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Psychological Investigations   215


I think it will be best in dealing with Francis Galton's psychometric work to start with some account of the instruments devised by him. In 1876 there was exhibited at South Kensington a "Special Loan Collection of Scientific Apparatus," and in connection with this exhibition a series of conferences was held in the month of May. At these conferences discussions on various subjects took place, largely in relation to the instruments exhibited. Spottiswoode was President of the section of Physics, and among the Vice-Presidents were De la Rue, Helmholtz, Tyndall and Sir William Thomson (Lord Kelvin). On May 19, one of the subjects for discussion was "The Limits. of Audible Sound," and among other papers Galton gave an account of his "Whistles for determining the upper limits of audible sound in different persons'."

Galton notes that the number of vibrations perceived of a "closed pipe" or whistle depends upon its length. Accordingly he alters its length by a screwed plug at the closed ends; the number of turns and part turns of the screw are registered on a scale fixed to the walls of the whistle and on the screw head. The pitch of the screw is 25 to the inch. Hence one turn of the head shortens the tube by 22 , th of an inch and the head of the screw being divided into ten parts it is possible to shorten the whistle by o0 of an inch with perfect ease. Now the velocity of sound in ordinary conditions of temperature and pressure being 13,440 inches per second, the note of the whistle may be found by dividing 13,440 by four times the length in inches,

i.e. by 4n x y.1-6, where n is the reading on the scale, or 840,000/n is the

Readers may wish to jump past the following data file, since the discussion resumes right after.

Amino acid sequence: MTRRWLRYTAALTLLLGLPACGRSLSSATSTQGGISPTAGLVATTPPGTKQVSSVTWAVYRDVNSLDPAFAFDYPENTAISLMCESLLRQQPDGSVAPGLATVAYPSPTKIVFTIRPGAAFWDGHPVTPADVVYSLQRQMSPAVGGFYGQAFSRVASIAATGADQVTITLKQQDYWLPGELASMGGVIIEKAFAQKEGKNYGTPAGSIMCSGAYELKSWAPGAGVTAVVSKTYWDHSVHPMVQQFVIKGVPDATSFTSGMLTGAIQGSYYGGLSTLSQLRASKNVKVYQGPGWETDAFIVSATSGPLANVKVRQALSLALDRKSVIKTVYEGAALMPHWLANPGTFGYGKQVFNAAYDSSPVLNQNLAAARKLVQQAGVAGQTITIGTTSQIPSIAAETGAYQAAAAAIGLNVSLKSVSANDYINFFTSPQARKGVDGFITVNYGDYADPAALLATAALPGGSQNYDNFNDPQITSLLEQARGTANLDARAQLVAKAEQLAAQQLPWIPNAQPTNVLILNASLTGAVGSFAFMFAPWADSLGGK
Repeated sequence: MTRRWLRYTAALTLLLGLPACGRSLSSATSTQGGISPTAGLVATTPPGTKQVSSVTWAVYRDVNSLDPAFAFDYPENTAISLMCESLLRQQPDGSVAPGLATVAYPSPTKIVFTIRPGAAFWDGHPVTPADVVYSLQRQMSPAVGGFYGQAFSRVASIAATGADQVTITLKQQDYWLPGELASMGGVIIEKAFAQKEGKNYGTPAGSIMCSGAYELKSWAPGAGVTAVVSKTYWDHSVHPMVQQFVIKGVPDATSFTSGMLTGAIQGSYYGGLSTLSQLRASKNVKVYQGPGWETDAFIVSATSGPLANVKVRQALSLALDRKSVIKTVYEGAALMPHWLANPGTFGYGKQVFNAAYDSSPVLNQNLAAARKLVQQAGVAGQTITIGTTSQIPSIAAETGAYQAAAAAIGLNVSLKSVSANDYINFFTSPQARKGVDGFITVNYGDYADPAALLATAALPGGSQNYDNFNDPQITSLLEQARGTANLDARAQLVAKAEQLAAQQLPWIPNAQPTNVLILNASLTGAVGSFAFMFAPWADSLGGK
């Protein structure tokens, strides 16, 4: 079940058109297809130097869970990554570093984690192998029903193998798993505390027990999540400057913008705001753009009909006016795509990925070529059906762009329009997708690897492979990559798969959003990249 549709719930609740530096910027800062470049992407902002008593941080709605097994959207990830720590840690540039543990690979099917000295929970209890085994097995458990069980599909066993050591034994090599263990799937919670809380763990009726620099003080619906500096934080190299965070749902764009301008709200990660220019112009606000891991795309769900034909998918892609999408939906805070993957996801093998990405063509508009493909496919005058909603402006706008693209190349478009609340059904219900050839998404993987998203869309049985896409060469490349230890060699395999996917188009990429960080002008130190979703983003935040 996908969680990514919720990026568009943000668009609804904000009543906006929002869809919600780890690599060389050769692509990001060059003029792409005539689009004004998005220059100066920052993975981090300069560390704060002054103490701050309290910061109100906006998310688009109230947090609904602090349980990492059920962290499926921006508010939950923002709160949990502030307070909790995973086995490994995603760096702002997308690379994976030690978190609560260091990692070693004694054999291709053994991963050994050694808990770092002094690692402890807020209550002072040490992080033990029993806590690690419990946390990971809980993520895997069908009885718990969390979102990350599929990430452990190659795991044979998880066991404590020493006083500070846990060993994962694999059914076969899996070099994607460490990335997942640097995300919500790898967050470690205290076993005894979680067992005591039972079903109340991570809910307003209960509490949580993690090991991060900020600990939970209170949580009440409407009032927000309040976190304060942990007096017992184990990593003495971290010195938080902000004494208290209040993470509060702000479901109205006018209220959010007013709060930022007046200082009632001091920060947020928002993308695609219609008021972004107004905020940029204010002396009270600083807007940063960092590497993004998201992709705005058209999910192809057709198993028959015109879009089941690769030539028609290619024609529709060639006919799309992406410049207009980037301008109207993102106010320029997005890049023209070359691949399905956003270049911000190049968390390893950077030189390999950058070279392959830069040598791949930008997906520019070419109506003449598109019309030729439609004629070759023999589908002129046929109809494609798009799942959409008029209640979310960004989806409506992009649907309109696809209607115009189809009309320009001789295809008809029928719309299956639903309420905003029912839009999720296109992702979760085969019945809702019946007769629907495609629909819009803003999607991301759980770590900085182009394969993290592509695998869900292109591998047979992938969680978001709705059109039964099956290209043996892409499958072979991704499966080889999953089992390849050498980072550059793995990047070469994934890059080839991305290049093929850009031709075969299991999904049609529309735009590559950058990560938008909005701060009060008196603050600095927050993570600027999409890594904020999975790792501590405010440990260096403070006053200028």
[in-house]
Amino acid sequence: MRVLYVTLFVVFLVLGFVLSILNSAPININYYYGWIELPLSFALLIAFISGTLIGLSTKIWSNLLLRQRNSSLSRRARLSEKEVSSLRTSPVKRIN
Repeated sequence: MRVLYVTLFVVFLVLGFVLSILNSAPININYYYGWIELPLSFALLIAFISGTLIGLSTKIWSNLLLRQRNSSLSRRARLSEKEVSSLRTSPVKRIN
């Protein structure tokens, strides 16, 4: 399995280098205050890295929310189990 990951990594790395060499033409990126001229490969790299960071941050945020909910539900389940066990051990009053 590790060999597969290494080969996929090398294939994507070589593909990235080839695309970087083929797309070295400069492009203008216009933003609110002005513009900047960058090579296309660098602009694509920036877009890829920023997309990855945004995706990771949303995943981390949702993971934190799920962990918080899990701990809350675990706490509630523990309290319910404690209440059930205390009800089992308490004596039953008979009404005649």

number of vibrations per second. For example, if the screw be set at 10, there are 84,000 vibrations a second, if at 70, 12,000, while a setting of 120 denotes 7000 vibrations per second. This rule of course applies only to strictly longitudinal vibrations. Galton very properly observes that it ceases to apply when the length of the tube is less than one-and-a-half times its diameter. When the tube is reduced to a shallow pan, it is the transverse vibrations which are all important. The necessity of preserving a fair proportion between diameter and length, led Galton to reduce the bore of his tube in some cases to a very minute dimension. On this account he considered that his whistles could not be relied on for vibrations of more than 14,000 to the second.

Galton notes than when the limits of audibility for a given person are reached "the sound usually gives place to a peculiar sensation, which is not sound but more like dizziness, and which some persons experience in a high degree." He further remarks that young people hear shriller sounds than

1 South Kensington Museum Conferences held in connection with the Special Loan Collection of Scientific Apparatus, 1876. Physics and Mechanics Volume, p. 61. Published by Chapman and Hall. Galton's account was reproduced with some introductory matter in a pamphlet entitled "Galton's Whistles," issued by Tisley and Co., who manufactured the whistles commercially. They are still manufactured, but not by this firm's successors.

2 The original gives 84,000/n by a slip.